Why not break up "getting started" into smaller milestones all worth celebrating?

You can author your fitness journey to include:

  • Performing your first successful pushup
  • Holding a plank for a minute
  • Learning how to squat properly
  • Graduating to perform a more difficult variation of an exercise

You can determine what success looks like to you. Instead of one large milestone, you're able to stop and enjoy all the little victories you pile up.

Connection

"Moments of connection bond us together." (Heath Brothers)

Struggling towards a meaningful goal with those around you bonds you. We all desire a sense of connection and relatedness.

Taking a yoga class, cooking with a spouse, going on a walk with a friend. Those shared experiences can all becoming meaningful depending on how you frame them.

Do you have to wait for those moments to happen to you? Thankfully not. You can script moments.

The same way that you can script moments, you can also control your environment using choice architecture.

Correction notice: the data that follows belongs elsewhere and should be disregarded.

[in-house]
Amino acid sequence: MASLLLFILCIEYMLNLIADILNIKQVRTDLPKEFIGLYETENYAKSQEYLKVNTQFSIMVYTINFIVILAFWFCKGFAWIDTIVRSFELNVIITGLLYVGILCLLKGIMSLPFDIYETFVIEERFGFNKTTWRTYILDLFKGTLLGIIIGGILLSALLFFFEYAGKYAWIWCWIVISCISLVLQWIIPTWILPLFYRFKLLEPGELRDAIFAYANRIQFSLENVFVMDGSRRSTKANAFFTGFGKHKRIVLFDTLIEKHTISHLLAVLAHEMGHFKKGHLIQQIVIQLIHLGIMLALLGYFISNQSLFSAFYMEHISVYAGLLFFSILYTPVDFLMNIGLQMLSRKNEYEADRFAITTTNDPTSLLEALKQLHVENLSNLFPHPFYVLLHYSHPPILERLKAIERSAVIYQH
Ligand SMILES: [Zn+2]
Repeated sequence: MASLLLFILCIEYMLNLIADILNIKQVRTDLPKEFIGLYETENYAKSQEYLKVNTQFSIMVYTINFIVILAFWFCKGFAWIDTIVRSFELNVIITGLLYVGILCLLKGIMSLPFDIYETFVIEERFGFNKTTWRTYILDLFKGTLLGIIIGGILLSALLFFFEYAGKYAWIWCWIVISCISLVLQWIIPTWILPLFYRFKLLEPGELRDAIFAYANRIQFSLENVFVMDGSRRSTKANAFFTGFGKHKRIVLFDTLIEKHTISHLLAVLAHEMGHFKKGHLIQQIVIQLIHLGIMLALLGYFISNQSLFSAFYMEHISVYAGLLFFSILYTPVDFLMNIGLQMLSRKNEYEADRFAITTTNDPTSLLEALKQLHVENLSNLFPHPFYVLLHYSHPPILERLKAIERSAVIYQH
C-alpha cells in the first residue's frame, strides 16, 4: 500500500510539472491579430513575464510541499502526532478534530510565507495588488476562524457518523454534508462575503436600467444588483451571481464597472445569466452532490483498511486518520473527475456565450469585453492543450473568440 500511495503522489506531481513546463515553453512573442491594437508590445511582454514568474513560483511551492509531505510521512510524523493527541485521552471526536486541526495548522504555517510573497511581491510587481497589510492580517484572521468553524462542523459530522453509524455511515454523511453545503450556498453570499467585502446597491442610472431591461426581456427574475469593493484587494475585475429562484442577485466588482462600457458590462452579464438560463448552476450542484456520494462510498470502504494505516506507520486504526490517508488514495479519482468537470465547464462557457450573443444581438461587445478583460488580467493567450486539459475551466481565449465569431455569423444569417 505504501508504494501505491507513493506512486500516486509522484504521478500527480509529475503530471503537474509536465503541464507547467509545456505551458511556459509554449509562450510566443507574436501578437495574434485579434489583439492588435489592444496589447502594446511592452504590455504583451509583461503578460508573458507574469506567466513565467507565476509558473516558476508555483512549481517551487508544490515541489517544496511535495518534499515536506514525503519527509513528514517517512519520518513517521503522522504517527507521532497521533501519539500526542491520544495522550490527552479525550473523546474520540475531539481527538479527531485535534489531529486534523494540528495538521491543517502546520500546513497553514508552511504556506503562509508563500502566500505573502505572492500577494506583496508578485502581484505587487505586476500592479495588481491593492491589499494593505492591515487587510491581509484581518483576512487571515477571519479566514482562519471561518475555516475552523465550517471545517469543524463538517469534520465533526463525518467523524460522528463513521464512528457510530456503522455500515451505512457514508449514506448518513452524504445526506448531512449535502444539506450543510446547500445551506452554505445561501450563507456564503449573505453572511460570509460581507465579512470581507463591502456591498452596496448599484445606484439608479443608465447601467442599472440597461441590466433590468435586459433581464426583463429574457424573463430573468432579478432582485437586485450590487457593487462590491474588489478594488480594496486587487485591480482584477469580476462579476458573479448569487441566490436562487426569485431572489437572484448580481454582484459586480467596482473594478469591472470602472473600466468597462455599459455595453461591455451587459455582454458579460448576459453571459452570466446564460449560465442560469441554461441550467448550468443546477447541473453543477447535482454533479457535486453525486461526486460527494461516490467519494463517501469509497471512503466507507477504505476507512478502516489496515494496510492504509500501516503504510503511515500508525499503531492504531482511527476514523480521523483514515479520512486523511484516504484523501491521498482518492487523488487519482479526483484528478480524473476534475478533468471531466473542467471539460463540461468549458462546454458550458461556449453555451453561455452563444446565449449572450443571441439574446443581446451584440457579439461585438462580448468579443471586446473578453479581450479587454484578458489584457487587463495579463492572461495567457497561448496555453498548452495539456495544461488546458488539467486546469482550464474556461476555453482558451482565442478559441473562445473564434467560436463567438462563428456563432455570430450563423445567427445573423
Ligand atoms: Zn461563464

Use Choice Architecture to Smooth Your Path

Choice architecture is building out an environment to make good decisions more likely.

You make it more likely to stick to your goals when you remove as many obstacles as you can.

Choice architecture is an idea that comes from Nudge: Improving Decisions about Health, Wealth, and Happiness by Cass Sunstein and Richard Thaler.

Nudge can open your eyes to how you can structure some of your choices in life to be more beneficial.

By using choice architecture you're not removing choice, you're merely making it more likely that you choose in a way that benefits you.

Some fitness examples of choice architecture:

  • Leaving a set of workout clothes in your car.
  • Bringing your lunch to work.
  • Picking restaurants that serve healthier options.
  • Planning out your workout before you hit the gym.
  • Create a playlist to avoid surfing during your workouts.
  • Choosing to leave the Oreos at the store, you can always go get them when you want them.

There are other ways that you can sprinkle positive choices into your life.

Take that trip across the office to talk to your boss instead of sending an email. Wash those dishes by hand. This sort of thinking will come to you.

An added benefit to choice architecture is that it doesn't take more mental energy to perform once it's done.

Let's bring this all together with an example using the S.M.A.R.T goals framework.

How You're Going to Reach Your Goals

If you have a goal in mind, the next step is to plan how you're going to get there. S.M.A.R.T. goals are process oriented goals that spell out the actions you need to take in order to achieve success.